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Re: rsync and rawhide



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>>>>> "Chris" == Chris Ricker <kaboom gatech edu> writes:

Chris> On Fri, 17 Oct 2003, Kevin Fenzi wrote:
>> Someone the other day was telling me that with updates for SuSe you
>> could pull down all the new rpms, or just pull down changes between
>> the updated rpm and your current version...
>> 
>> Ah, there they are... called 'patch rpms'.  From:
>> 
>> http://www.suse.com/us/private/download/updates/90_i386.html
>> 
>> "New: Patch RPMs
>> 
>> As of now we are offering so called Patch RPM packages. A Patch RPM
>> updates an already installed RPM. It only contains files which have
>> changed - therefore it is (much) smaller than the complete RPM
>> package. Prerequisite for installation is an already installed
>> basic RPM. The packages included on the SUSE LINUX 9.0-CDs/DVD are
>> considered as basic RPMs.  If you want to update an already
>> installed package, please download the smaller Patch RPM package."
>> 
>> Something like this would be very handy for keeping up with
>> rawhide, saving redhat bandwith, and making more people use it as
>> it became smaller/faster/easer to do.
>> 
>> Anyone know how they do those? Would that be hard to implement?

Chris> Interesting. Looking at just one patch.rpm,

Chris> ftp://ftp.suse.com/pub/suse/i386/update/9.0/rpm/i586/bluez-bluefw-1.0-68.i586.patch.rpm

Chris> Dumping the rpm contents shows it contains just a single file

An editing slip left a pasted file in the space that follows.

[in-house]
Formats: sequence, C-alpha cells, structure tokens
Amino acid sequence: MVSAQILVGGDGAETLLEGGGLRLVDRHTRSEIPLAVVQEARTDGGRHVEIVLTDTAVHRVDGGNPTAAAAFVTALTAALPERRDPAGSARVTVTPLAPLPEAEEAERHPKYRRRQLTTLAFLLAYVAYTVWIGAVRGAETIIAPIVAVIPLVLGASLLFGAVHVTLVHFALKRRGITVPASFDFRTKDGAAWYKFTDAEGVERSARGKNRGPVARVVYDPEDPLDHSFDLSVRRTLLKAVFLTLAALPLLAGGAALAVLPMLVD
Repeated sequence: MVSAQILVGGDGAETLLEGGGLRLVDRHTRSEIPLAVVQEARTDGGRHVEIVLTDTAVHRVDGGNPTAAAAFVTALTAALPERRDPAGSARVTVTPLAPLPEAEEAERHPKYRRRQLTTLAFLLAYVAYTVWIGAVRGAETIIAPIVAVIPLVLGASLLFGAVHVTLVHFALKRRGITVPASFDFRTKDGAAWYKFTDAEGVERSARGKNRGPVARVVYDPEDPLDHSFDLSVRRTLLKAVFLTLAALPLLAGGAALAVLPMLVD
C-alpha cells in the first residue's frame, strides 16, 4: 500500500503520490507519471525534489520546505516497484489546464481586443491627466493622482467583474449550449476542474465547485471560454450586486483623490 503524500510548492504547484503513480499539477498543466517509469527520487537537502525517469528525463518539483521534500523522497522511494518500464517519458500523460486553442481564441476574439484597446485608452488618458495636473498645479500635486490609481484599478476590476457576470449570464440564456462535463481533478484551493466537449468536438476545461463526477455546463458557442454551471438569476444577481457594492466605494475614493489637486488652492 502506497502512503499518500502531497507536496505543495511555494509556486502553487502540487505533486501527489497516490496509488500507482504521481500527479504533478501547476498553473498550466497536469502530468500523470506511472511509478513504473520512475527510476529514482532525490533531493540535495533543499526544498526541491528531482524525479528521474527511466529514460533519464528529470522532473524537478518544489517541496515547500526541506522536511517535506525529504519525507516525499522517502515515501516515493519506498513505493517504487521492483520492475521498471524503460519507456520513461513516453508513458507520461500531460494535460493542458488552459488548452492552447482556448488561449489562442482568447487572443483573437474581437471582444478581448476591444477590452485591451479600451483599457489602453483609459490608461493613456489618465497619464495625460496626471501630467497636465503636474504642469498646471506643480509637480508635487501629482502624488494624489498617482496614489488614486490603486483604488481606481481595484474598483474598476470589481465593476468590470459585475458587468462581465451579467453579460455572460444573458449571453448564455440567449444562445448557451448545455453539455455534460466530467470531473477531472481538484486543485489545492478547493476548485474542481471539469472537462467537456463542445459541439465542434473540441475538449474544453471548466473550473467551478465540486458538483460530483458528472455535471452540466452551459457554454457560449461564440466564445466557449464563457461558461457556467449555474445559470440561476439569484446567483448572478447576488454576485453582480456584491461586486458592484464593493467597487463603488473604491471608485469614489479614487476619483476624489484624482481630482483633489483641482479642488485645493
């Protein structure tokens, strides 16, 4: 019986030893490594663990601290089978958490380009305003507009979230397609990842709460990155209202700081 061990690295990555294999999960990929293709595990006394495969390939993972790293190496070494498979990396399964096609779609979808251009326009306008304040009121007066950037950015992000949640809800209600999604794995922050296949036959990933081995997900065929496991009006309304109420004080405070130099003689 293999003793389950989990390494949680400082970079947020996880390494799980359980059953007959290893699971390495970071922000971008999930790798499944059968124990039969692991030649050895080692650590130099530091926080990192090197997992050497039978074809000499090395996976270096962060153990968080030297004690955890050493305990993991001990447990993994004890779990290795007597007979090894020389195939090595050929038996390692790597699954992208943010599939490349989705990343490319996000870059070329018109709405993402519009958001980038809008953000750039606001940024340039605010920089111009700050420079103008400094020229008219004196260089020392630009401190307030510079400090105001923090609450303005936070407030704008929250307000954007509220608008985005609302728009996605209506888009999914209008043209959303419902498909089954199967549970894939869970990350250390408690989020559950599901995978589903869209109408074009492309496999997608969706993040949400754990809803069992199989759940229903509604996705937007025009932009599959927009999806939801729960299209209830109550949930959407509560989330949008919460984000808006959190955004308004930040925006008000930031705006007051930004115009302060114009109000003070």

Chris> (the one which needed to be changed)

Chris> rpm -qlp on the patch.rpm, however, lists it as containing all
Chris> the files which are normally in the bluez-bluefw package

Chris> I guess when it gets installed, it leaves the old files on,
Chris> replaces the one which needs fixing, then registers in rpmdb? I

Yeah, that looks to be the case... 

so this 'patch.rpm' is newer than the version you have installed. It
'upgrades' to it, which just changes the one file leaving the others
in place just as they were, and now the rpm database has that version
as the installed version. 

Chris> wonder what happens if you rpm -e the patch? Do you go back to
Chris> the original package, or do you uninstall the whole package?

uninstall the entire package I would think. 

Chris> Looking at the spec file for the rpm, I see no evidence of how
Chris> the patch.rpm is generated....

Yeah, not much info on it. ;( 

Chris> At any rate, this on one level at least seems like a bad idea
Chris> to me. One of the nice things about managing Linux (versus
Chris> other Unixen) is that on most major Linux distros patch
Chris> management and software management are the same thing --
Chris> patches are just new versions of existing packages, and you
Chris> install, track, etc. the way you do any packages. That's better
Chris> than the usual "one set of tools to manage packages, another to
Chris> manage bugfixes to packages".... The patch.rpm's seem a bit of
Chris> a step backwards, at least in that respect.

Well, the would still use rpm or whatever package management, just
would require less download time. Without the infrastructure that Suse
has setup for it tho, it would take a while to implement. 

I guess we are back to rsync and clever re-naming for now. 

Chris> later, chris

kevin

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